Moshe Arens did not fear to try new things. Even in the face of a bitter enemy such as Iraqi strongman Saddam Hussein. In November 1983, Arens, then Israel’s defense minister, sent a letter to Saddam, via US Special Envoy to the Middle East Donald Rumsfeld. Rumsfeld reported that Saddam paid no attention to the letter.
Asked whether it was reasonable to expect Saddam to respond to an Israeli overture only two years after Israel bombed Iraq's nuclear power plant, Arens responded that “they say that Iraq is undergoing a change and I figured it can’t hurt to try.”
In 1990, Arens, together with the head of Military Intelligence Directorate, Amnon Lipkin-Shahak, and the Mossad chief at the time, Shabtai Shavit, flew to Washington to consult with then-US defense secretary Dick Cheney. Arens brought with him a dossier containing new information on Iraq’s rapid progress in enriching uranium using centrifuges.
At the time, the US was intent on bringing Iraq closer to the West, and Cheney said the detailed information as requiring further assessment. But shortly afterwards, Iraq invaded Kuwait. Two years later, then-Israeli defense minister Ehud Barak declared that “international inspectors in Iraq revealed startling information, especially with regards to its nuclear effort —technology to separate and enrich uranium.”
During the late 1980s, I accompanied Arens during a period which was for him both filled with joy and sorrow. As the chief engineer for Israel Aerospace Industries, many of Aren’s engineering students from the Technion participated in the production of the first Israeli fighter aircraft, the Kfir.
Following the French embargo on providing Israel with military aircraft, Arens, as ambassador in Washington, managed to convince the US administration and Congress to allow Israel to use a quarter of a billion dollars of US military aid for the production of the Lavi jet fighter. After being appointed minister of defense, Arens obtained authorization to use US technology in the project and his students participated in the project as well.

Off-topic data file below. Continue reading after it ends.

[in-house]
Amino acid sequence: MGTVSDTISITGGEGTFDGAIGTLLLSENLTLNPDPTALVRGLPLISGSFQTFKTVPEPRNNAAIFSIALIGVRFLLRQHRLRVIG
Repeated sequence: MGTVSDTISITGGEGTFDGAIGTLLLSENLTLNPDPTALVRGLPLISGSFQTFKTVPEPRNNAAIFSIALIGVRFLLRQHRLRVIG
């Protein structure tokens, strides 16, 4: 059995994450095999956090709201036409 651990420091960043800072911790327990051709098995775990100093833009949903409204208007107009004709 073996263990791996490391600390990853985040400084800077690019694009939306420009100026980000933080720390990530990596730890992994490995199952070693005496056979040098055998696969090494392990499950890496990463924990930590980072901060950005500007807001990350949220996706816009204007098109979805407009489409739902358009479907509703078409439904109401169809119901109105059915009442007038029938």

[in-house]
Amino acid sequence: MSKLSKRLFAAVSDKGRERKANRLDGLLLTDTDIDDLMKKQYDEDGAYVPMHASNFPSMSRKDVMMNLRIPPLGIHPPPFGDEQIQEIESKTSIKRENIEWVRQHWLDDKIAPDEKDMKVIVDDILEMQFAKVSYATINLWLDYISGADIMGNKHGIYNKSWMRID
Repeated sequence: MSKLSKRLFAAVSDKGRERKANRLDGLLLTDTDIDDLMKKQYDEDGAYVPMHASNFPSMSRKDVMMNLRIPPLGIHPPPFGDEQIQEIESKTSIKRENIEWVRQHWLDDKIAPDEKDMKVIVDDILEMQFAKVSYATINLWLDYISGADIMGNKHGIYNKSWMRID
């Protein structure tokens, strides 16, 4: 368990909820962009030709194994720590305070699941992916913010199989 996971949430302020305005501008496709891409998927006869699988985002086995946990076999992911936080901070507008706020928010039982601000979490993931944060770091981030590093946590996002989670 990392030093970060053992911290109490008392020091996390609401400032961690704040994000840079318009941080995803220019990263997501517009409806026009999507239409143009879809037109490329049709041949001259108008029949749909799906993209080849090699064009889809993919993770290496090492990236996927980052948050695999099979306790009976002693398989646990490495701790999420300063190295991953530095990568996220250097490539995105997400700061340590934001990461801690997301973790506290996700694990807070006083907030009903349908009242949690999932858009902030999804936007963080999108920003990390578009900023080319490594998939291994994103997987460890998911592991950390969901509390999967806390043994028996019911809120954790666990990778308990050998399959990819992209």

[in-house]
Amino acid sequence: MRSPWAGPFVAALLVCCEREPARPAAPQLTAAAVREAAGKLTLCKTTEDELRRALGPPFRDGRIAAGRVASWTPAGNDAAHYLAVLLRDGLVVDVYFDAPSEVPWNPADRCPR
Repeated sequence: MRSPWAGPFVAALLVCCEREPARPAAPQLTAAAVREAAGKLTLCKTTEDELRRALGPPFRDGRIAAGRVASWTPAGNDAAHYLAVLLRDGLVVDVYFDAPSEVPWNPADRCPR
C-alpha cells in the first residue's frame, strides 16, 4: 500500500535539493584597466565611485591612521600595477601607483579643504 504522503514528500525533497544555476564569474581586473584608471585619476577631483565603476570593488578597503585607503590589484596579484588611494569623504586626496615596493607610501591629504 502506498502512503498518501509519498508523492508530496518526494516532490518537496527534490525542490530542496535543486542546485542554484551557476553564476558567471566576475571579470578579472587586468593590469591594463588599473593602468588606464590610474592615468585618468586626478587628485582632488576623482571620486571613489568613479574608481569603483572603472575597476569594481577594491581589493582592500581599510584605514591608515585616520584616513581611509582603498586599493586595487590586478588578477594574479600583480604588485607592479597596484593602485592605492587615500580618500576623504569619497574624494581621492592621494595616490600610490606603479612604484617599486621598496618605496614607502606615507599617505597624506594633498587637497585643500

The Lavi project progressed swiftly and two prototypes were built proving it promising. Arens believed that Israel was on its way to producing one of the world’s most advanced aircraft. But then the Israeli government decided to cancel the project, in large part due to pressure by then-US defense secretary Casper Weinberger.
According to Arens, Weinberger did not view favorably the possibility that Israel would achieve independence in such a decisive field, and he was supported by officials in Israel who were skeptical of the state’s ability to complete the project.
The decision to cancel the project passed with a majority of one vote. Arens decided to resign, reasoning that all ministers are responsible for a government decision.
Arens felt that he was fulfilling the Talmudic saying that, “When one who relinquishes his dignity, his dignity does not forgive.” He saw the cancellation of the Lavi project as a surrender of Israel’s dignity, and he would not and could not be associated with that.
Instead, Moshe Arens became an ordinary MK and led the Likud’s next election campaign, his own dignity intact.